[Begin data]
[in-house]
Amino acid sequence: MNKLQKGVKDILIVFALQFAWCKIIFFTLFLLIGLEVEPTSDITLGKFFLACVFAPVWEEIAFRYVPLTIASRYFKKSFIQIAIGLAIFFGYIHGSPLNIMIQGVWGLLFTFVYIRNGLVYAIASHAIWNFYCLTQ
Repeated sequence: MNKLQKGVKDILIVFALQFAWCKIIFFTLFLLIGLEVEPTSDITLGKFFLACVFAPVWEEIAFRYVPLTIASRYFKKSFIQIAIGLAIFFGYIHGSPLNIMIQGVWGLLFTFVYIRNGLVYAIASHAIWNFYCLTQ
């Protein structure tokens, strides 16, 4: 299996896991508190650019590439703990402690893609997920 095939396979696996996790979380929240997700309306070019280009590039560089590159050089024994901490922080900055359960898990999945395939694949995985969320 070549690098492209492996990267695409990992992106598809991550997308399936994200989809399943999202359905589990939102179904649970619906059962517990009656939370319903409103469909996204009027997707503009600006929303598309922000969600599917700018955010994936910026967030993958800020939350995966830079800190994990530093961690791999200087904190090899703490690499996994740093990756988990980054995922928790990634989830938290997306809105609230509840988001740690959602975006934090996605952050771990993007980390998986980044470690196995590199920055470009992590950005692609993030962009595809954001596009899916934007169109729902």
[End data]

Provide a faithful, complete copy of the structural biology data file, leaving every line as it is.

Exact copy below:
[in-house]
Amino acid sequence: MNKLQKGVKDILIVFALQFAWCKIIFFTLFLLIGLEVEPTSDITLGKFFLACVFAPVWEEIAFRYVPLTIASRYFKKSFIQIAIGLAIFFGYIHGSPLNIMIQGVWGLLFTFVYIRNGLVYAIASHAIWNFYCLTQ
Repeated sequence: MNKLQKGVKDILIVFALQFAWCKIIFFTLFLLIGLEVEPTSDITLGKFFLACVFAPVWEEIAFRYVPLTIASRYFKKSFIQIAIGLAIFFGYIHGSPLNIMIQGVWGLLFTFVYIRNGLVYAIASHAIWNFYCLTQ
């Protein structure tokens, strides 16, 4: 299996896991508190650019590439703990402690893609997920 095939396979696996996790979380929240997700309306070019280009590039560089590159050089024994901490922080900055359960898990999945395939694949995985969320 070549690098492209492996990267695409990992992106598809991550997308399936994200989809399943999202359905589990939102179904649970619906059962517990009656939370319903409103469909996204009027997707503009600006929303598309922000969600599917700018955010994936910026967030993958800020939350995966830079800190994990530093961690791999200087904190090899703490690499996994740093990756988990980054995922928790990634989830938290997306809105609230509840988001740690959602975006934090996605952050771990993007980390998986980044470690196995590199920055470009992590950005692609993030962009595809954001596009899916934007169109729902």